Notre Dame hosts prestigious education research conference

Document Type

Media Release

Publication Date

Spring 6-11-2012

Publisher Name

The University of Notre Dame Australia

Publication Place



The University of Notre Dame Australia has welcomed over 100 visitors to its Sydney Campus for the 2012 Postgraduate Research Conference, sponsored by the NSW Institute for Educational Research (IER).

Academic staff and students representing ten New South Wales universities congregated at the University to listen to the work of twenty-eight students undertaking research in the field of education, including seven students from Notre Dame. The annual event provides a forum for candidates to present, and receive feedback on, their research-in-progress to a gathering of education professionals. The Conference also gives educational researchers a professional space in which to associate with other researchers and to learn about other research initiatives across various tertiary education settings.

Six of the Notre Dame students are completing a Master of Philosophy degree while the seventh is completing a PhD. Their research topics ranged from 'The laicisation of leadership in Australian Jesuit schools' through to 'Play – Lost in Transition? Teachers' beliefs about the value of play-based pedagogy to promote pedagogic continuity in children's transition to formal schooling'. As one member of the audience said, "It is not often that you can attend a conference and learn about things that happened so long ago and then listen to research that is likely to influence the future".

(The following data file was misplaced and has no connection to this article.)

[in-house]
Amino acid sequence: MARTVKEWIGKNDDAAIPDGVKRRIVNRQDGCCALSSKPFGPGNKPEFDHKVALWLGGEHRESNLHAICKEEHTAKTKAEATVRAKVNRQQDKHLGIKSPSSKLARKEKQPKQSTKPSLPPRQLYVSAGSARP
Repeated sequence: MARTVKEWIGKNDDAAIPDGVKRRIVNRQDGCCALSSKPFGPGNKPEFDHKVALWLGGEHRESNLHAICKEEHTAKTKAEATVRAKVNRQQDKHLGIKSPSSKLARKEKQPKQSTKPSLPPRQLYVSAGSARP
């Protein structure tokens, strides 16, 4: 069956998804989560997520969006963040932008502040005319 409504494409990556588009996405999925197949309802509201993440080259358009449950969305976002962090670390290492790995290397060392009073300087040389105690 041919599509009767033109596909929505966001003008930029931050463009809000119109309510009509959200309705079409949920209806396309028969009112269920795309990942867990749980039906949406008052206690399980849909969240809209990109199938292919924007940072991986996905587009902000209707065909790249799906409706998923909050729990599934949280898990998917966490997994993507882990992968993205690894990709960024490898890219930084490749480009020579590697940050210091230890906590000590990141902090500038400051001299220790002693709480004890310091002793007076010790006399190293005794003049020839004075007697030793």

Dr Kevin Watson, Associate Professor in Science Education at Notre Dame, presented the prestigious Beth Southwell award to four higher research students who had recently completed their dissertations with distinction.

Dr Anne Forbes, NSW IER president, praised the quality of the presentations and students' commitment to their research work. She said the impressive diversity of the students' presentations was matched by the confidence and professionalism of the presenters themselves.

The Dean of the School of Education Sydney, Professor Marguerite Maher said the presenters awed even the most experienced researchers in the room.

"The calibre of the presentations was exceptional across the board," Professor Maher said.

"The presenters answered questions thoughtfully, displaying great insight and they received feedback and suggestions eagerly and professionally. It was a stimulating and enjoyable conference for all."

For further information please contact: Communications Officer, Elizabeth Fenech The University of Notre Dame Australia, Sydney Campus

T: 02 8204 4407

E: elizabeth.fenech@nd.edu.au

W: www.nd.edu.au/